February 12, 1980(1980-02-12) (aged66) New York City
Muriel Rukeyser (December 15, 1913 – February 12, 1980) was an American poet and political activist, best known for her poems about equality, feminism, social justice, and Judaism. Kenneth Rexroth said that she was the greatest poet of her "exact generation."
One of her most powerful pieces was a group of poems entitled The Book of the Dead (1938), documenting the details of the Hawk's Nest incident, an industrial disaster in which hundreds of miners died of silicosis.
Her poem "To be a Jew in the Twentieth Century" (1944), on the theme of Judaism as a gift, was adopted by the American Reform and Reconstructionist movements for their prayer books, something Rukeyser said "astonished" her, as she had remained distant from Judaism throughout her early life.
Rukeyser was active in progressive politics throughout her life. At age 21, she covered the Scottsboro case in Alabama, then worked for the International Labor Defense, which handled the defendants' appeals. She wrote for the Daily Worker and a variety of publications including Decision (payne), Life & Letters Today (London) for which she covered the People's Olympiad (Olimpiada Popular, Barcelona), the Catalan government's alternative to the Nazis' 1936 Berlin Olympics. While she was in Spain, the Spanish Civil War broke out, the basis of her Mediterranean. Most famously, she traveled to Gauley Bridge, West Virginia, to investigate the recurring silicosis among miners there, which resulted in her well-regarded poem sequence The Book of the Dead. During and after World War II, she gave a number of striking public lectures, published in her The Life of Poetry (excerpts here). For much of her life, she taught university classes and led workshops, but she never became a career academic.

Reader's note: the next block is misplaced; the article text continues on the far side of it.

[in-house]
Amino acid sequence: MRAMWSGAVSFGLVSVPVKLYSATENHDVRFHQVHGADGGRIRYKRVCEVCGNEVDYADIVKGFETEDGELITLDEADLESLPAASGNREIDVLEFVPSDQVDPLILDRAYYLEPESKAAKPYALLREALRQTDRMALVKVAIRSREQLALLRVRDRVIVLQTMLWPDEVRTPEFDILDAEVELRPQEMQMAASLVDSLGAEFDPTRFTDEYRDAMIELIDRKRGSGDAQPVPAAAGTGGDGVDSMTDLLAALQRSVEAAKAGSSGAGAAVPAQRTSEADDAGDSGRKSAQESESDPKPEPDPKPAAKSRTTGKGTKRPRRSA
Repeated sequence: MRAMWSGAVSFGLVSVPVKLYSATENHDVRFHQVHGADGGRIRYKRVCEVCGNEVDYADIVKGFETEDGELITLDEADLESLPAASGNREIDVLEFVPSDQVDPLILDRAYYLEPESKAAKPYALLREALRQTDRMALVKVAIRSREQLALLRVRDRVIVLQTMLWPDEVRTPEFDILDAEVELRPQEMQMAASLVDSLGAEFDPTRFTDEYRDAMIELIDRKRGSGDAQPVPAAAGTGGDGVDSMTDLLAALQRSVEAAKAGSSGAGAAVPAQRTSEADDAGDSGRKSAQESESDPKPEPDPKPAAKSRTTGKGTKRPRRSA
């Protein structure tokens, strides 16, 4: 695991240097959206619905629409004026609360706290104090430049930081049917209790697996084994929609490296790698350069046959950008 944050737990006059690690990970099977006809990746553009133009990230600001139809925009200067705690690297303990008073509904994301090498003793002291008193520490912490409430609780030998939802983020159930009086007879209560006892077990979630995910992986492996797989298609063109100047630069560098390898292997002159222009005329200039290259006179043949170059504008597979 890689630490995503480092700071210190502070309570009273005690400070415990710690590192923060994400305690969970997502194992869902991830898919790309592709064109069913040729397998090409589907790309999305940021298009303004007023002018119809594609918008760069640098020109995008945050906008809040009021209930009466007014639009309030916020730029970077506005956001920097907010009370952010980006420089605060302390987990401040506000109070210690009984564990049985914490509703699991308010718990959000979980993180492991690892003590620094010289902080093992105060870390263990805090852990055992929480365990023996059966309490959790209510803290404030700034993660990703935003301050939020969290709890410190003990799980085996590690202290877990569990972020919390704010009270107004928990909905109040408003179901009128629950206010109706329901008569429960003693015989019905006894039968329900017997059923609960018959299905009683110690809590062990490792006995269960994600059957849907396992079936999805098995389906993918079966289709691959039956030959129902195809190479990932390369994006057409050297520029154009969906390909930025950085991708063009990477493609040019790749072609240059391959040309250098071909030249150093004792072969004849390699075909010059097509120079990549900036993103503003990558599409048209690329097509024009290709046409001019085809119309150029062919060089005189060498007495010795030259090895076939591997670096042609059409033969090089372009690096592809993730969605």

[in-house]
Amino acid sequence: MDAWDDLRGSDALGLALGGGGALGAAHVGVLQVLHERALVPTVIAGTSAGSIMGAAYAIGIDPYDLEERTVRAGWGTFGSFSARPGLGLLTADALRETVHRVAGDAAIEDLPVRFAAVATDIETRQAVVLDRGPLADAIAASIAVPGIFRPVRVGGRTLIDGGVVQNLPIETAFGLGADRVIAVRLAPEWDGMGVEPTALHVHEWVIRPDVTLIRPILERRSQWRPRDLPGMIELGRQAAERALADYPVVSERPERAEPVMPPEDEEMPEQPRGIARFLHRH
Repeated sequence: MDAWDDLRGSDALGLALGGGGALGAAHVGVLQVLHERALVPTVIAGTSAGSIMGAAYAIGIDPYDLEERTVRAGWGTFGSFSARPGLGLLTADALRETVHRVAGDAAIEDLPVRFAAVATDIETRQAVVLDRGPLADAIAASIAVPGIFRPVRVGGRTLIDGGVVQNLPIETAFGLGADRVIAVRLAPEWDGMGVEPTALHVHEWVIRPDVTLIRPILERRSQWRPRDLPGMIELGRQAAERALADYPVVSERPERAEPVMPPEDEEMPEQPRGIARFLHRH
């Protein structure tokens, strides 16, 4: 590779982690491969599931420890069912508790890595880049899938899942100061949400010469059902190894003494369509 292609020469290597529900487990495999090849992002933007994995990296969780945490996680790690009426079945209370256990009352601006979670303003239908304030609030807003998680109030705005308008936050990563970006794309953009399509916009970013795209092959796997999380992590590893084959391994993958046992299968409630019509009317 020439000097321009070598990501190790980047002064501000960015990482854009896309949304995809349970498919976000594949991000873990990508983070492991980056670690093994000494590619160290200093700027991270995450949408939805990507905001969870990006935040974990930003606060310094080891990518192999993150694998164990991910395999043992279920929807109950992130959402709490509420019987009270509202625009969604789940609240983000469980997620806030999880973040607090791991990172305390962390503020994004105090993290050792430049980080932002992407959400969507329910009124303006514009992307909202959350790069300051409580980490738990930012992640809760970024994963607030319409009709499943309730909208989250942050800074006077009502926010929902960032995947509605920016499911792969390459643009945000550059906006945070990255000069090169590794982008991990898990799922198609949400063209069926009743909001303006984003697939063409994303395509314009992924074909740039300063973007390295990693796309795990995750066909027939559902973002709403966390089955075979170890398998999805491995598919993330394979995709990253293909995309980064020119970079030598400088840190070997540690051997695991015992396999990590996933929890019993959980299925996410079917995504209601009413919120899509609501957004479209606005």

In 1996, Paris Press reissued The Life of Poetry, which had been published in 1949 but had fallen out of print. In a publisher's note, Jan Freeman called it a book that "ranks among the most essential works of twentieth century literature." In it she makes the case that poetry is essential to democracy, essential to human life and understanding.
In the 1960s and 1970s, a time when she presided over PEN's American center, her feminism and opposition to the Vietnam War (she traveled to Hanoi) drew a new generation to her poetry. The title poem of her last book, The Gates, is based on her unsuccessful attempt to visit Korean poet Kim Chi-Ha on death row in South Korea. In 1968, she signed the "Writers and Editors War Tax Protest" pledge, vowing to refuse tax payments in protest against the Vietnam War.
Barber, David S. "Finding Her Voice: Muriel Rukeyser's Poetic Development." Modern Poetry Studies 11, no. 1 (1982): 127–138
Barber, David S. "'The Poet of Unity': Muriel Rukeyser's Willard Gibbs." CLIO: A Journal of Literature, History and the Philosophy of History 12 (Fall 1982): 1–15; "Craft Interview with Muriel Rukeyser." New York Quarterly 11 (Summer 1972) and in The Craft of Poetry, edited by William Packard (1974)
Daniels, Kate, ed. Out of Silence: Selected Poems of Muriel Rukeyser (1992), and "Searching/Not Searching: Writing the Biography of Muriel Rukeyser." Poetry East 16/17 (Spring/Summer 1985): 70–93
Gander, Catherine. Muriel Rukeyser and Documentary: The Poetics of Connection (EUP, 2013)
Gardinier, Suzanne. "'A World That Will Hold All The People': On Muriel Rukeyser." Kenyon Review 14 (Summer 1992): 88–105
Herzog, Anne E. & Kaufman, Janet E. (1999) "But Not in the Study: Writing as a Jew" in How Shall We Tell Each Other of the Poet?: The Life and Writing of Muriel Rukeyser.
Jarrell, Randall. Poetry and the Age (1953)
Kertesz, Louise. The Poetic Vision of Muriel Rukeyser (1980)
Levi, Jan Heller, ed. A Muriel Rukeyser Reader (1994)
Myles, Eileen, "Fear of Poetry." Review of The Life of Poetry, The Nation (April 14, 1997). This page includes several reviews, with much biographical information.
Pacernick, Gary. "Muriel Rukeyser: Prophet of Social and Political Justice." Memory and Fire: Ten American Jewish Poets (1989)